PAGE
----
Kavanagh, Robert L. (1995) W force : the Canadian Army and the defence of Newfoundland in the Second World War. Masters thesis, Memorial University of Newfoundland.
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In 1934, with the virtual collapse of its economy, Newfoundland surrendered representative and responsible government to a commission appointed by the government of the United Kingdom. At the same time technology such as the airplane was increasing Newfoundland's strategic worth and making its security an important factor in the defence of North America. Yet, on the eve of World War II Newfoundland had no local defence forces and depended for protection on the distant and overextended resources of Britain's Royal Navy. -- When the international situation deteriorated during the late 1930s Canada became concerned about Newfoundland's military weakness but was reluctant to become involved in the colony's defence. With the fall of France in 1940 Canada's relationship with Newfoundland underwent a fundamental shift. Changing strategic considerations and the country's own defence requirements led directly to Canadian intervention. The despatch of military and air force units to secure Newfoundland's vital airfields represented the first stage of an extended commitment to the island's defence. -- A greater extension of Canadian control over Newfoundland's defence came with the establishment of W Force. Comprised of elements of Canada's expanded wartime army, W Force was assigned responsibility for defending the island against enemy incursions and providing security for existing and proposed defence facilities. -- The American decision to station troops in Newfoundland in 1940 posed a threat to Canada's pre-eminent role in the island's defence. The Canadian response was to hedge American command responsibility, to increase the Canadian commitment and to integrate Newfoundland into the Canadian defence orbit. -- Newfoundland became less important to North American defence as the war effort shifted towards Europe and the Allied invasion of German-occupied Europe. This led to a reduction of Canadian Active Service Force units in Newfoundland and their replacement with personnel conscripted under the National Resources Mobilization Act, a situation that continued until the end of the war. -- Since the last decade of the nineteenth century Canada and Newfoundland had come closer together socially, culturally and commercially. World War II now brought them together strategically and militarily. The interaction between Canadians and Newfoundlanders was for the most part amicable and ultimately beneficial for both. For Canada it had been a costly but necessary investment, given the tenor of the times. Tens of millions had been poured into the Newfoundland economy creating thousands of jobs and an infrastructure that lasted beyond the war. Canadian undertakings in Newfoundland were, however, based on sound military practice and research for this paper found no evidence that Canada's activities were motivated by anything other than wartime exigencies.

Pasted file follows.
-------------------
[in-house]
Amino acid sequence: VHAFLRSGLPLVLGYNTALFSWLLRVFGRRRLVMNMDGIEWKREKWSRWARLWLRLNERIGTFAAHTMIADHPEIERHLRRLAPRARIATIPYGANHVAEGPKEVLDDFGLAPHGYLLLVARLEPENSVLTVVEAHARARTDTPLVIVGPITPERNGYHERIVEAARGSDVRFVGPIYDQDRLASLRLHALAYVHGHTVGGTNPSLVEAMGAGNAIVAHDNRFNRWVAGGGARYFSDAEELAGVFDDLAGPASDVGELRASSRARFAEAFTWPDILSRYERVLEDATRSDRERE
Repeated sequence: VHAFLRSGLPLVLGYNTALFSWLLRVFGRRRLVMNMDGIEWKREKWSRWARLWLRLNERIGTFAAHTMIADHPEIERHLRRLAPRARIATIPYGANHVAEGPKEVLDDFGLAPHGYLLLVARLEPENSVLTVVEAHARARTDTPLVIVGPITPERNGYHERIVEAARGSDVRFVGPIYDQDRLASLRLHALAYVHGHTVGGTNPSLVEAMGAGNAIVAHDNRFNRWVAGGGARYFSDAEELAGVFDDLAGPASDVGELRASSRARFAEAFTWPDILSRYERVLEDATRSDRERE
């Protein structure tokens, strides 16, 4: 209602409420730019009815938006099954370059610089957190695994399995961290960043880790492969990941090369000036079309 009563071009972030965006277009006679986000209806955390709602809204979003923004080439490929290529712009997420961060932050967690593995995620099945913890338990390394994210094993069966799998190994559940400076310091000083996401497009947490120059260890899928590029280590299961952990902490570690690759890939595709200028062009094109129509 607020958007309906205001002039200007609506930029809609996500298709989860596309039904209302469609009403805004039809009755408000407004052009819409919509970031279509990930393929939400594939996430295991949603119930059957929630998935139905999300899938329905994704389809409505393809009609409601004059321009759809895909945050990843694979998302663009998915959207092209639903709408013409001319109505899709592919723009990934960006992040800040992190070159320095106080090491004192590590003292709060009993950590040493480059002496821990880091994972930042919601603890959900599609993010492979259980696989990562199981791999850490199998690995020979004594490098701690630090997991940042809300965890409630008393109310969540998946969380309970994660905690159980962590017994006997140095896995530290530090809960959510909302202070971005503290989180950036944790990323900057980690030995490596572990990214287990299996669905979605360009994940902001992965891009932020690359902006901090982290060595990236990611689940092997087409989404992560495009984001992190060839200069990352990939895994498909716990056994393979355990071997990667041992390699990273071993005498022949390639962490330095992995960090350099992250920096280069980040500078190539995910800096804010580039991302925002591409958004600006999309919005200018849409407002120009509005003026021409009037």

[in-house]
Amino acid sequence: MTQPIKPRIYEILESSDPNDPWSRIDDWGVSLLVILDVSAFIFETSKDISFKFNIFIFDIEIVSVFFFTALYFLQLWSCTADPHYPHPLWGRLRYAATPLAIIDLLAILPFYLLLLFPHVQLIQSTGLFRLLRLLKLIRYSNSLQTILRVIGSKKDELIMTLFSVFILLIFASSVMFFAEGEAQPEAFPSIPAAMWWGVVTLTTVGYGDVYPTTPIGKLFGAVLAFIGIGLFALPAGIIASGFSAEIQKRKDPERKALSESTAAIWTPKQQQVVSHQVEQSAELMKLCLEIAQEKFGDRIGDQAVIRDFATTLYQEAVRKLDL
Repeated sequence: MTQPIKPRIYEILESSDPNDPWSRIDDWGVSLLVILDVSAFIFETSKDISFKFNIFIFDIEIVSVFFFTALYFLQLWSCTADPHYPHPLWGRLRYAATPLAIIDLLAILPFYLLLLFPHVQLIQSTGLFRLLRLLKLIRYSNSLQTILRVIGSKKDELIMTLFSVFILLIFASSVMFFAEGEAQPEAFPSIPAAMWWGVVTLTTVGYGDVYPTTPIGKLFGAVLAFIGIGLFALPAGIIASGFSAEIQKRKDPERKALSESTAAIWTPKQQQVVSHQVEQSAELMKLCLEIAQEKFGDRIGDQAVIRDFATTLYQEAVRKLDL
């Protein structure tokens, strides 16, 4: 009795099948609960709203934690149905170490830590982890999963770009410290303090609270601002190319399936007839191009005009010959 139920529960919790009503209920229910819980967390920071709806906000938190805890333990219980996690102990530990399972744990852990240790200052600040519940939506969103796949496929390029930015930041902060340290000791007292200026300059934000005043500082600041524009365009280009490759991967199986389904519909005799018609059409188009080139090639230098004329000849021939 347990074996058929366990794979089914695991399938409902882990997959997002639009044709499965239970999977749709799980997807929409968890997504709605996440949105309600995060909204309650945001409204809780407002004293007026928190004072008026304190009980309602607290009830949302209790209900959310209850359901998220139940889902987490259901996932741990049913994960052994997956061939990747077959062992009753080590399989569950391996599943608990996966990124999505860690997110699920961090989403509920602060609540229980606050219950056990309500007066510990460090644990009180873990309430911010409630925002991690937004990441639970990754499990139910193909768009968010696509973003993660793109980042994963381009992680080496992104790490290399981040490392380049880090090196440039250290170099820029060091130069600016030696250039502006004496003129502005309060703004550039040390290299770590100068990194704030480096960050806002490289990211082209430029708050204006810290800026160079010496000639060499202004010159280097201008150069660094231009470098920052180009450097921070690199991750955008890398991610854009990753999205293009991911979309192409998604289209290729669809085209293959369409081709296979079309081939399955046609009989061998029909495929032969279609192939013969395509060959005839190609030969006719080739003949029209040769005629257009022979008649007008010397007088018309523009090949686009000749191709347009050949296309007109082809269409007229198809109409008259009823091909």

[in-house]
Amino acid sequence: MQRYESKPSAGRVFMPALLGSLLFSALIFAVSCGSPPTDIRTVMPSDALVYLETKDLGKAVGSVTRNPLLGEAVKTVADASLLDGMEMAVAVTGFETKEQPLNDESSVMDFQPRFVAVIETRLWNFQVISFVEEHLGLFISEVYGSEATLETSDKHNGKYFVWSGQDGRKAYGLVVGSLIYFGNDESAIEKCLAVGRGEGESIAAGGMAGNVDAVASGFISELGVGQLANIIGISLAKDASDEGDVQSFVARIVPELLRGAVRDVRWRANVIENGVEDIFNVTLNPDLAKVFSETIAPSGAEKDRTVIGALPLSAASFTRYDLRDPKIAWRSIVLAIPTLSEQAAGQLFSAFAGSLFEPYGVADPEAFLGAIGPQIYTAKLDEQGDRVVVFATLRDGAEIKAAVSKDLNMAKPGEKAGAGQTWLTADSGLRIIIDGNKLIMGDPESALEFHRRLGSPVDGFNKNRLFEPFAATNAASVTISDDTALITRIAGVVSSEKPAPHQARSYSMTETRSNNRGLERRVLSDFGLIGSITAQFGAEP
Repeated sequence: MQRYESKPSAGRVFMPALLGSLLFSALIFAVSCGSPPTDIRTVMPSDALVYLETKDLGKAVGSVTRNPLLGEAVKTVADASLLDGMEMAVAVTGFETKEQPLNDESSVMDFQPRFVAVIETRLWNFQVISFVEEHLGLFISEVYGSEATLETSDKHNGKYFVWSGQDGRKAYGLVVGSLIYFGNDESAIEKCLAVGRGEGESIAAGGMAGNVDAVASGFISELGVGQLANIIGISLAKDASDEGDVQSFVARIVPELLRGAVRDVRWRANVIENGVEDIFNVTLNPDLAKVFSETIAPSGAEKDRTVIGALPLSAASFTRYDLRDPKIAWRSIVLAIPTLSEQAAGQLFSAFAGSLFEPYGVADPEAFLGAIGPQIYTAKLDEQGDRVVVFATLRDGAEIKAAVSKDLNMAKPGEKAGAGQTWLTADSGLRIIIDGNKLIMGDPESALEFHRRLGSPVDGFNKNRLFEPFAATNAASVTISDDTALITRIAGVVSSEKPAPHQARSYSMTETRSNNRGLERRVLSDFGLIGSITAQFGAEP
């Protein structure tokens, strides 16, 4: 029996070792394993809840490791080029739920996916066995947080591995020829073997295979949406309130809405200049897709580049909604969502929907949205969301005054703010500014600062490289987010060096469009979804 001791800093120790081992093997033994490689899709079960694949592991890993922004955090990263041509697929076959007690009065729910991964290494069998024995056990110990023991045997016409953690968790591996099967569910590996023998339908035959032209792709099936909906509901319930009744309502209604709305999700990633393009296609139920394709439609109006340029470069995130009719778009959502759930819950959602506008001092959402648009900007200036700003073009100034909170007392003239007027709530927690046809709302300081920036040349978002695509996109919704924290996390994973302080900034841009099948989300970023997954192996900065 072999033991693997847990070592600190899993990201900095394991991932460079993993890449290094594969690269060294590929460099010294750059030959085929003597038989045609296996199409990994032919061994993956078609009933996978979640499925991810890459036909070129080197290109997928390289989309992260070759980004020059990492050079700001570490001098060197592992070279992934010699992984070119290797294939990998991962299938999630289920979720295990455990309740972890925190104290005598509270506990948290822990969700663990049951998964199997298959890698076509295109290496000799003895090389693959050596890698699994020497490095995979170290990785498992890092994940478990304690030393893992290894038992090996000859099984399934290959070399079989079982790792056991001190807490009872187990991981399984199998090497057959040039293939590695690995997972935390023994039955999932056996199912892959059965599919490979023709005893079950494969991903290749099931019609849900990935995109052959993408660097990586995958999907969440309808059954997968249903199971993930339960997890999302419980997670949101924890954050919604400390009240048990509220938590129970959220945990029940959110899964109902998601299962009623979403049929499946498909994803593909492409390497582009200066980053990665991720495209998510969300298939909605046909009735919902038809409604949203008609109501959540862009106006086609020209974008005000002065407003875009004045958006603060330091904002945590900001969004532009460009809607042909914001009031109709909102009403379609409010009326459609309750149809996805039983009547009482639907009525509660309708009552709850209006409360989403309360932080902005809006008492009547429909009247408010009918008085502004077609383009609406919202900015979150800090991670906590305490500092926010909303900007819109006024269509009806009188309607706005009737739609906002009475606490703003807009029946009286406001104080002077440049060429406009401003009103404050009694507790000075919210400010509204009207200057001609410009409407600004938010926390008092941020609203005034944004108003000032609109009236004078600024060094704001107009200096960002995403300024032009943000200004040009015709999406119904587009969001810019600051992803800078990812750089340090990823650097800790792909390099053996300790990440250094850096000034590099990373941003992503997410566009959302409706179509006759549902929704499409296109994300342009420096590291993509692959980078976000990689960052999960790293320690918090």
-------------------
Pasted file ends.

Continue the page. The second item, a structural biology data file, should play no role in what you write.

|Item Type:||Thesis (Masters)|
|Additional Information:||Bibliography: leaves 193-199.|
|Department(s):||Humanities and Social Sciences, Faculty of > History|
|Geographic Location:||Canada--Newfoundland and Labrador|
|Library of Congress Subject Heading:||Canada. Canadian Army--History; Canada. Canadian Army. W Force; World War, 1939-1945--Newfoundland and Labrador; Newfoundland and Labrador--History, Military; Newfoundland and Labrador--Strategic aspects|
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